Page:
Carnage in Scilly


Log 25 May to 11 June, 2017

Our time in the Isles of Scilly was, if nothing else, eventful. A mayday call, rummaging through garbage with the police, unseasonal storms, an encounter with a basking shark, and some jaw dropping beaches.

Shortly after our passage to the Scillies, when Elena succumbed to seasickness and Ryan hand-steered through the night, we decided that we needed a quick and reliable method of steering the boat before we set off across the Channel – a passage of nearly double the distance than that from Cornwall to the Scillies. No problem we thought, we’re still in the UK, we’ll order a tiller pilot from a chandlery and get it delivered here.

Ryan rang Force 4, and checked how long it would take for the package to arrive. “Definitely within 48 hours” promised the reassuring sales assistant on the other end of the phone…

Three weeks later, and following a police investigation and the chandlery dispatching a second parcel, we finally received it. It turns out that if you want something sent to the Isles of Scilly, don’t use UK Mail and their local carrier Island Carriers who, to our utter bewilderment, instead of delivering it to the Post Office as addressed, delivered it to a shared house of transient workers, open 24/7, where it promptly disappeared. Thankfully Island Carriers made up for their mistake – we got our tiller pilot and a two-night stay in a lovely B&B.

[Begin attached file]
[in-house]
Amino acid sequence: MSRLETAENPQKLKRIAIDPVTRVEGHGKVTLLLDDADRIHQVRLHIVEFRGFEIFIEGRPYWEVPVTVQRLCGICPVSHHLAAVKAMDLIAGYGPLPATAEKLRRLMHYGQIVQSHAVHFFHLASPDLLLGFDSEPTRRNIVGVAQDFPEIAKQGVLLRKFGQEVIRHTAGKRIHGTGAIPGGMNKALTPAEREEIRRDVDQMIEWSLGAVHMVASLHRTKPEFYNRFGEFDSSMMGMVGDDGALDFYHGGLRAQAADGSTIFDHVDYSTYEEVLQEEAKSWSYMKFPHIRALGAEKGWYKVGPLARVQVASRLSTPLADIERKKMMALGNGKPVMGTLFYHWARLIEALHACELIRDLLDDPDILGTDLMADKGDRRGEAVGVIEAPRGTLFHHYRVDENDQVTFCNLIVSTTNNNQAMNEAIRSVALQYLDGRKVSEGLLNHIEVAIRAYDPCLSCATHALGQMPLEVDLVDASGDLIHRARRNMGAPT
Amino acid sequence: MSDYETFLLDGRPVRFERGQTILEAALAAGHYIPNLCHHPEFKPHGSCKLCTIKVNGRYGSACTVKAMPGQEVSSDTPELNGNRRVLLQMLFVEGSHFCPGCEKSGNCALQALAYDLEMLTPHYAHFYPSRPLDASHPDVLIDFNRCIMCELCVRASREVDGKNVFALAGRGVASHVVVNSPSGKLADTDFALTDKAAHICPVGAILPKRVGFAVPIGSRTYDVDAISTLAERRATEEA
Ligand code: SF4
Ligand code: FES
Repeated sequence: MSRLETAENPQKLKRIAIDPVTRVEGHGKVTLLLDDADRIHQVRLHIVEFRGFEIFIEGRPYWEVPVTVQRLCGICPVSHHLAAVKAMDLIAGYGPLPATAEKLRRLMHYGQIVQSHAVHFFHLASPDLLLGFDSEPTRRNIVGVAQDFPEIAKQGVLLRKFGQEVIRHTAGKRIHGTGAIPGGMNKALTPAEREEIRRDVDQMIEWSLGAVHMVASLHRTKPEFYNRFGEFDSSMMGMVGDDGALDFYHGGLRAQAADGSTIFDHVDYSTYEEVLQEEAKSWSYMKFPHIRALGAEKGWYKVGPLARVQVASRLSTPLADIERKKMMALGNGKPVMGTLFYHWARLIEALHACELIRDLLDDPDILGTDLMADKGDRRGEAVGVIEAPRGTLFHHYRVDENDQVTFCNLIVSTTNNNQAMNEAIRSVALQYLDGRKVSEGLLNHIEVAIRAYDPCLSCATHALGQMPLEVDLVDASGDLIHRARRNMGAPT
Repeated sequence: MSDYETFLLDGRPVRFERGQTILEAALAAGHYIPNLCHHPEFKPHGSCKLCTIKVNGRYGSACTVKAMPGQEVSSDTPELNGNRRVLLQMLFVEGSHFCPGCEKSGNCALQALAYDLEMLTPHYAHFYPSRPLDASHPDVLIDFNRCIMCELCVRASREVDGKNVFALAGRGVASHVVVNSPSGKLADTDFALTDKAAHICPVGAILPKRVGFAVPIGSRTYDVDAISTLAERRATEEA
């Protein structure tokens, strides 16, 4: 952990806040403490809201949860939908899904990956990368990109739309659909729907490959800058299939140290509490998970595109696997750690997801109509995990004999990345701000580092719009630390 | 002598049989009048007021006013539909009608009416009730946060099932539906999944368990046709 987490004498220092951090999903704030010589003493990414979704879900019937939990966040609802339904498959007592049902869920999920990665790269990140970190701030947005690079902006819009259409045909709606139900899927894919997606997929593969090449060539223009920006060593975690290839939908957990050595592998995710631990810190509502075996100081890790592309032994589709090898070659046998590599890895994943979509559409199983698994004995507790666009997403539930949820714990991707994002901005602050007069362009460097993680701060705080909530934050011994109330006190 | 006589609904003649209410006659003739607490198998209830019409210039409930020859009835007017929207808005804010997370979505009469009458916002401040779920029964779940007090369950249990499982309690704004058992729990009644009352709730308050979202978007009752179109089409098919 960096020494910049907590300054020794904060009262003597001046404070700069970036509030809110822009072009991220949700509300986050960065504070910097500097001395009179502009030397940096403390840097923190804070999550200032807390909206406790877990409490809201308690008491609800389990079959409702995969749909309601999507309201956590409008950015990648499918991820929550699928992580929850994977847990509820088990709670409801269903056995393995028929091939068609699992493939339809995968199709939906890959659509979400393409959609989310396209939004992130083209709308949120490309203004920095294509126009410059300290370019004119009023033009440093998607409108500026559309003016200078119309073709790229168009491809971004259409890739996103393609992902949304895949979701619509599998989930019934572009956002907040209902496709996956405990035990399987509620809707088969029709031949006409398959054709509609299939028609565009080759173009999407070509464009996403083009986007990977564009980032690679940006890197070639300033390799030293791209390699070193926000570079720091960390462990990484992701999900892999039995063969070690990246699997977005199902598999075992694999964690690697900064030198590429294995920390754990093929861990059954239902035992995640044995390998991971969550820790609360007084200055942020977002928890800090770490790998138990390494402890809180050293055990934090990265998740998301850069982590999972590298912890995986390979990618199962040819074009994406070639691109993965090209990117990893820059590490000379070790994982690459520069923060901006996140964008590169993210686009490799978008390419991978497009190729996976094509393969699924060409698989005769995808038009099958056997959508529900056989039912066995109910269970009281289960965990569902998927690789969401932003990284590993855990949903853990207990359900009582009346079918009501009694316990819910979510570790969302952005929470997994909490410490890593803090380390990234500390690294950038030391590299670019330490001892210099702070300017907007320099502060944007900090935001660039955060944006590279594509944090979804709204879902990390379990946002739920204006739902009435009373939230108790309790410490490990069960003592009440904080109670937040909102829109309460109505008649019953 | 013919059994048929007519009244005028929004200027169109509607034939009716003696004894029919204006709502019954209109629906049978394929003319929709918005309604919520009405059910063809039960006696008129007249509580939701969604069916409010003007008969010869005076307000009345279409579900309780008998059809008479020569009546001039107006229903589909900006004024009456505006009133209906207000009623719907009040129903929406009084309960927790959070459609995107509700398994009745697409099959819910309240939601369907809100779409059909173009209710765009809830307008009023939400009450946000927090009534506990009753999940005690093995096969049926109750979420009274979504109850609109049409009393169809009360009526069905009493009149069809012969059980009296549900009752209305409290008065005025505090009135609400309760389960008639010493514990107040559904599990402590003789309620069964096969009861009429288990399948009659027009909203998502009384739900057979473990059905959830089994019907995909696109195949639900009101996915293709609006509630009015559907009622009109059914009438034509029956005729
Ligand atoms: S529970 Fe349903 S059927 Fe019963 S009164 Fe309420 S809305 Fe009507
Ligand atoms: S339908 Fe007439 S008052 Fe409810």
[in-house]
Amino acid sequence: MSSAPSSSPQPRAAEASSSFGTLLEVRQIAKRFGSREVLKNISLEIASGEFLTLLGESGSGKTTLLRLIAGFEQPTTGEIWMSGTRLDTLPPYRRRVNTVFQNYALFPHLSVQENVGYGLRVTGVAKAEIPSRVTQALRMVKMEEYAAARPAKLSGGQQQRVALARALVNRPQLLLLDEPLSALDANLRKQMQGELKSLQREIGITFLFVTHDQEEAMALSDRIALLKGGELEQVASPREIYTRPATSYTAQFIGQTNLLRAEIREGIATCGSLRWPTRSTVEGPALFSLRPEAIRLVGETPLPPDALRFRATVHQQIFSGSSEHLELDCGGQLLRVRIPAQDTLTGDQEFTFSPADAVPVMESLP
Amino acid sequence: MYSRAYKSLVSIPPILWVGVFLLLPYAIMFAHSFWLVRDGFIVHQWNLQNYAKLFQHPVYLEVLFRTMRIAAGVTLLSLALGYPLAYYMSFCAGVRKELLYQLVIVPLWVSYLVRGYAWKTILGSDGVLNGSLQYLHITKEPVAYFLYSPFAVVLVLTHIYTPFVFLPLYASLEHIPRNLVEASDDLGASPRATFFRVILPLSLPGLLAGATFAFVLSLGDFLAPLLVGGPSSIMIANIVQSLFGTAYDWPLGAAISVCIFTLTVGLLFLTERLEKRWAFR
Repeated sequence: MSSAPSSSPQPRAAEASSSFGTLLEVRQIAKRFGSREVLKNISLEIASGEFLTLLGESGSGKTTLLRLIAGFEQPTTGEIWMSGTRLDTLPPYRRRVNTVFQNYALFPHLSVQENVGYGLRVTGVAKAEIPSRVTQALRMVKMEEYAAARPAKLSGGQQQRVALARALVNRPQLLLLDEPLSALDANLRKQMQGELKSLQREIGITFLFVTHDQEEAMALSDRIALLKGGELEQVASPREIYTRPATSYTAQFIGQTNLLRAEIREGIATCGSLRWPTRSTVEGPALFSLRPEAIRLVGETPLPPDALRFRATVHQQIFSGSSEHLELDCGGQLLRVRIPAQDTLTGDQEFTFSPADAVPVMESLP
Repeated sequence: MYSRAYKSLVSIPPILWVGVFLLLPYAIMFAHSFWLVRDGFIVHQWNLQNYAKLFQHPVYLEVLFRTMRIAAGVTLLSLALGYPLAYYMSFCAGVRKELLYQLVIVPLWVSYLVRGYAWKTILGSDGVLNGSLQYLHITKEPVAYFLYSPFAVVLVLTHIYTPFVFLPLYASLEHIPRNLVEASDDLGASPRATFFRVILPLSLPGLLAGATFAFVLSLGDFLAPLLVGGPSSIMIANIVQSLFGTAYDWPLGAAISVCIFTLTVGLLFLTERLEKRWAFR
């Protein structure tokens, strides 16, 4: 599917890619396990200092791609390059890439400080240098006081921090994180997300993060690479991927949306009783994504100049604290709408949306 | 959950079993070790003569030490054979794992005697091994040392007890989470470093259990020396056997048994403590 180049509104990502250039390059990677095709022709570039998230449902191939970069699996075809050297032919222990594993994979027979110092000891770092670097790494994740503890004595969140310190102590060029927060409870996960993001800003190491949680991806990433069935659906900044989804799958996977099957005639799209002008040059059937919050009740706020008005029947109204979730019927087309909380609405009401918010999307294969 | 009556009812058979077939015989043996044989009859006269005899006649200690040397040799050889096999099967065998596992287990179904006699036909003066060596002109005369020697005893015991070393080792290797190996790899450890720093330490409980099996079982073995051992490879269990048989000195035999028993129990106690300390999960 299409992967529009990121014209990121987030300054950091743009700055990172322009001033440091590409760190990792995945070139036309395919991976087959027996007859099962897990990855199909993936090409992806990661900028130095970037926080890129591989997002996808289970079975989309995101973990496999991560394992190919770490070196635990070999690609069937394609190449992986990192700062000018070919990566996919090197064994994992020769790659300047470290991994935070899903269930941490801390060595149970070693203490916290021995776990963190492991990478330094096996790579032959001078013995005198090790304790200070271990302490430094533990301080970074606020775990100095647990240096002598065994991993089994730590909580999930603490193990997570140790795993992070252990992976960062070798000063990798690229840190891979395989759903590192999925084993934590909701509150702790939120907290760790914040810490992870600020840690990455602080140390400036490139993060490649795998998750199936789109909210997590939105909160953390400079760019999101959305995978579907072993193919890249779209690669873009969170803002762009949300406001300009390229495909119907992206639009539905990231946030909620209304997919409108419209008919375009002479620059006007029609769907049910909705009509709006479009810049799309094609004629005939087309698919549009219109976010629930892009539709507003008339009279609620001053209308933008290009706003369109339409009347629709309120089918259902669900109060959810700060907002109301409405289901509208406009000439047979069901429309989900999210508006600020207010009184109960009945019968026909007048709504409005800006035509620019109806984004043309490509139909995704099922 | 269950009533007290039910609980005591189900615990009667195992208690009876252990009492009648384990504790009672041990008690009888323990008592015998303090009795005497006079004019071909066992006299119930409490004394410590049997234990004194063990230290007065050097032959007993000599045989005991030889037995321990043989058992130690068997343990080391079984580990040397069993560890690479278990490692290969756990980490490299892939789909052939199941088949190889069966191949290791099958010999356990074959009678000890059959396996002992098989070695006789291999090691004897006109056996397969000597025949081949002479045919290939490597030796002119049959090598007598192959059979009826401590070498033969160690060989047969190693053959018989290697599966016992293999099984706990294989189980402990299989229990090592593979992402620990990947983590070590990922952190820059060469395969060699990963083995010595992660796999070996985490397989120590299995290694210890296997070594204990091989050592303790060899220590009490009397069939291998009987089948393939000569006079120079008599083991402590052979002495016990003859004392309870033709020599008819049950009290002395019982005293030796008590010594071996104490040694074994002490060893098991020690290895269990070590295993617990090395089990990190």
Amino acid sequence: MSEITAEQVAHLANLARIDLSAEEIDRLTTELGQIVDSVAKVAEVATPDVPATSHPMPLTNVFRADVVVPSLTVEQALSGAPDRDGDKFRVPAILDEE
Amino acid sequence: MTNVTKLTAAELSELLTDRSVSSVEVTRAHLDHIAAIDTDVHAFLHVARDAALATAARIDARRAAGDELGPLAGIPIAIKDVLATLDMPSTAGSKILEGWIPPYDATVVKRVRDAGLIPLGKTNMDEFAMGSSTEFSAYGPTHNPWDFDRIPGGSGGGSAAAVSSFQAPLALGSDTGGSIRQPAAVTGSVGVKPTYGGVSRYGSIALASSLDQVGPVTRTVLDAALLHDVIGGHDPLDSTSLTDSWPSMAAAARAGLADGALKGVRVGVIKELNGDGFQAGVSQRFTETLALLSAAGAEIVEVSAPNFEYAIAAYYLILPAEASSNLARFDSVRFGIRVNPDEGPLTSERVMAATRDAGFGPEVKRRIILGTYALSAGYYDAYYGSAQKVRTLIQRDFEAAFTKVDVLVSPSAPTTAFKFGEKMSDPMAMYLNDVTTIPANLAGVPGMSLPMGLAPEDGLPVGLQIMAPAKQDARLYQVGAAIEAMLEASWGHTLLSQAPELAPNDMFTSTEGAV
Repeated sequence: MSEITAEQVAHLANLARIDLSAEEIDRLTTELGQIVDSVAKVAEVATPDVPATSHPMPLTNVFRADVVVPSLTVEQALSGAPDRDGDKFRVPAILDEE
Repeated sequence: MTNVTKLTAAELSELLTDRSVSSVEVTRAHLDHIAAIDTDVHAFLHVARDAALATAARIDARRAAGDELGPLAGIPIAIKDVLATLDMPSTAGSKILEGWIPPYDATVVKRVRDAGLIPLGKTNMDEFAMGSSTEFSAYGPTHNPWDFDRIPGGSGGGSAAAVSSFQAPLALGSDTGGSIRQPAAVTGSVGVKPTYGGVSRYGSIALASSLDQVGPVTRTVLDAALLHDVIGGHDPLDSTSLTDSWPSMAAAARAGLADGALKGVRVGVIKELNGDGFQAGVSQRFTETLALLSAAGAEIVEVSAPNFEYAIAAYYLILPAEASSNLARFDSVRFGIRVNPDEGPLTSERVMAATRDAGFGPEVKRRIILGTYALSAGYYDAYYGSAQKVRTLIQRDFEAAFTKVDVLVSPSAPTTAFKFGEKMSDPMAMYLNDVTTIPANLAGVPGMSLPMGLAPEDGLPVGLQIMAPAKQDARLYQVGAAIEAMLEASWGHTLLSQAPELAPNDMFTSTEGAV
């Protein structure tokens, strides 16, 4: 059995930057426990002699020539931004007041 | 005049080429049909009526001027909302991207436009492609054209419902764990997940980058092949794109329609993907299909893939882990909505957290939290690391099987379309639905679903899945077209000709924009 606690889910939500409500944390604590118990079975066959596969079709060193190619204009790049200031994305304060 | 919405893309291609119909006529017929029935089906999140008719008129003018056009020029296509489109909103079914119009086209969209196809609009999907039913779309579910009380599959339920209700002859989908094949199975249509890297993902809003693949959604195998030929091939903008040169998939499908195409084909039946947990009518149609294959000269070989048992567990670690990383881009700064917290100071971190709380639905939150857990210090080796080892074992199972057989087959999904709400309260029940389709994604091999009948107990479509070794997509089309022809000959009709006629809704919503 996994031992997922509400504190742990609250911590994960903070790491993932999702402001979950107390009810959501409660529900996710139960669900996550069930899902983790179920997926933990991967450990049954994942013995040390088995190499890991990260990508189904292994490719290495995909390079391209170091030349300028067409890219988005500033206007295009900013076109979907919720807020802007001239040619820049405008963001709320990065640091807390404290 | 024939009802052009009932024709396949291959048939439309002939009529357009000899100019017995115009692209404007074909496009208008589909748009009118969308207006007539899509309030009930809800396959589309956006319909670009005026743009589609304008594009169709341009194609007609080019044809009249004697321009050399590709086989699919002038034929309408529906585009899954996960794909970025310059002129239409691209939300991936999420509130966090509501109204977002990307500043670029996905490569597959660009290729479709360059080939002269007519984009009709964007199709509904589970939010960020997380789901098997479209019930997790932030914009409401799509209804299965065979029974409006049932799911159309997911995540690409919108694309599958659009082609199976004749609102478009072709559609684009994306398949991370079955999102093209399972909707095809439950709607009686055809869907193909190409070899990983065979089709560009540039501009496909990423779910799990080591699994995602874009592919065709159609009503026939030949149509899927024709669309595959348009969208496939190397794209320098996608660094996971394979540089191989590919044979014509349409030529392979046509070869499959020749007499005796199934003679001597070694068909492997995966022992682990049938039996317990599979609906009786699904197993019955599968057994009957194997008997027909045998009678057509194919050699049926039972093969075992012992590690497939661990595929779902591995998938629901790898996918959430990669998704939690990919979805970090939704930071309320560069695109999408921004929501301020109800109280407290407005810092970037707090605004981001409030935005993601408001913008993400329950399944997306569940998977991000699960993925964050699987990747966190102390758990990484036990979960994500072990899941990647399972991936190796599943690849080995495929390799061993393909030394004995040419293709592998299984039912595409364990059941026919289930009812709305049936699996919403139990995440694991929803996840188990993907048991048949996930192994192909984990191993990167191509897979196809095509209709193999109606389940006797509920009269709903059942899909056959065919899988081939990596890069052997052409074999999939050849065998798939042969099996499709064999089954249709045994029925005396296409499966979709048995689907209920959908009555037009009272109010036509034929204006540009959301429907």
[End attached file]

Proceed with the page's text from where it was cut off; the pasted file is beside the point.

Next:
The local police were great, and we felt like we were in a TV detective drama, as we scoured the island, asking questions and rummaging around in people’s garbage.

But being part of a police investigation wasn’t, by a long way, the most dramatic thing to happen while we were on the Isles of Scilly. Coastal gales, unusual for the time of year, were forecast for two days straight, in the middle of our stay.

As they were forecast to be from the Southwest, veering to the Northwest, we checked the almanac and online resources for the best place on the islands to be in this sort of weather. Everything unanimously pointed to one place: Watermill Cove.


Nestled on the northern side of the island of St Mary’s, this cove is simply stunning. We sailed round with a perfect breeze pushing us along steadily in the sunshine. We arrived there a couple of days before the gales were forecast to start, so that we could get a decent spot and spend some time chilling out in this lovely anchorage. We dug the big Manson anchor in well and settled down. The next day, after chilling on the beach for a bit we hunkered down ready for the storm to start early the next morning.

Three French yachts arrived that evening; two moored up next to each other and proceeded to have a party. Another yacht anchored almost on top of our anchor. Predicting that they’d swing onto us when they settled to the wind, we gave them a glare. They promptly upped anchor and moved to another spot, but only about 15 metres to the side, so they still ended up way too close for comfort – a decision that nearly costed us both dearly.

The next morning the wind was up. The two French party yachts had anchored separately now and the bigger of the two had dragged its anchor and was in the process of re-anchoring when we got up, their CQR anchor covered in seaweed.